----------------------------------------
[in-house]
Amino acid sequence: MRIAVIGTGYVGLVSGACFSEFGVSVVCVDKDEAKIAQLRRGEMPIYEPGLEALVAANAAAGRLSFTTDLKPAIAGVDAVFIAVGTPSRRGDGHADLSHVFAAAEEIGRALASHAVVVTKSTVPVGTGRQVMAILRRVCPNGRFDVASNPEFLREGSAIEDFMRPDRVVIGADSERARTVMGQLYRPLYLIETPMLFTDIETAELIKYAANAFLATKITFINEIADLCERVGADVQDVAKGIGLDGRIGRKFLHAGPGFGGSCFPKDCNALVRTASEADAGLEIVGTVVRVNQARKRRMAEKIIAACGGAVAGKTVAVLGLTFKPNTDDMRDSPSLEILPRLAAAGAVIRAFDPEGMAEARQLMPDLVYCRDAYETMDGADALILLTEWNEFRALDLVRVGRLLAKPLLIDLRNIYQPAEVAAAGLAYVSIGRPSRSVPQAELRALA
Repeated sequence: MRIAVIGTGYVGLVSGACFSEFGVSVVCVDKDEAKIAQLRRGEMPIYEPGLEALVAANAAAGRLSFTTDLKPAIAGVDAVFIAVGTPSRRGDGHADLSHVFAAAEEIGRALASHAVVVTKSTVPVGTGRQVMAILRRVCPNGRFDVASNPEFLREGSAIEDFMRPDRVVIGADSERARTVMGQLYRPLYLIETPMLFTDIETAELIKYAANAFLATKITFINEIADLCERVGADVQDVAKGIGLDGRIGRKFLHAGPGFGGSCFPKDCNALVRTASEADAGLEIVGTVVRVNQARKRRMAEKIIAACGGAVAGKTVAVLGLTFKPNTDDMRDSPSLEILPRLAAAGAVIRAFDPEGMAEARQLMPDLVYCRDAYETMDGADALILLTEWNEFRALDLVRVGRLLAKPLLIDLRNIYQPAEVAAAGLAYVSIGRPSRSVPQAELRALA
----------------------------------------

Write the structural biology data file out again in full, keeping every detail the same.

[in-house]
Amino acid sequence: MRIAVIGTGYVGLVSGACFSEFGVSVVCVDKDEAKIAQLRRGEMPIYEPGLEALVAANAAAGRLSFTTDLKPAIAGVDAVFIAVGTPSRRGDGHADLSHVFAAAEEIGRALASHAVVVTKSTVPVGTGRQVMAILRRVCPNGRFDVASNPEFLREGSAIEDFMRPDRVVIGADSERARTVMGQLYRPLYLIETPMLFTDIETAELIKYAANAFLATKITFINEIADLCERVGADVQDVAKGIGLDGRIGRKFLHAGPGFGGSCFPKDCNALVRTASEADAGLEIVGTVVRVNQARKRRMAEKIIAACGGAVAGKTVAVLGLTFKPNTDDMRDSPSLEILPRLAAAGAVIRAFDPEGMAEARQLMPDLVYCRDAYETMDGADALILLTEWNEFRALDLVRVGRLLAKPLLIDLRNIYQPAEVAAAGLAYVSIGRPSRSVPQAELRALA
Repeated sequence: MRIAVIGTGYVGLVSGACFSEFGVSVVCVDKDEAKIAQLRRGEMPIYEPGLEALVAANAAAGRLSFTTDLKPAIAGVDAVFIAVGTPSRRGDGHADLSHVFAAAEEIGRALASHAVVVTKSTVPVGTGRQVMAILRRVCPNGRFDVASNPEFLREGSAIEDFMRPDRVVIGADSERARTVMGQLYRPLYLIETPMLFTDIETAELIKYAANAFLATKITFINEIADLCERVGADVQDVAKGIGLDGRIGRKFLHAGPGFGGSCFPKDCNALVRTASEADAGLEIVGTVVRVNQARKRRMAEKIIAACGGAVAGKTVAVLGLTFKPNTDDMRDSPSLEILPRLAAAGAVIRAFDPEGMAEARQLMPDLVYCRDAYETMDGADALILLTEWNEFRALDLVRVGRLLAKPLLIDLRNIYQPAEVAAAGLAYVSIGRPSRSVPQAELRALA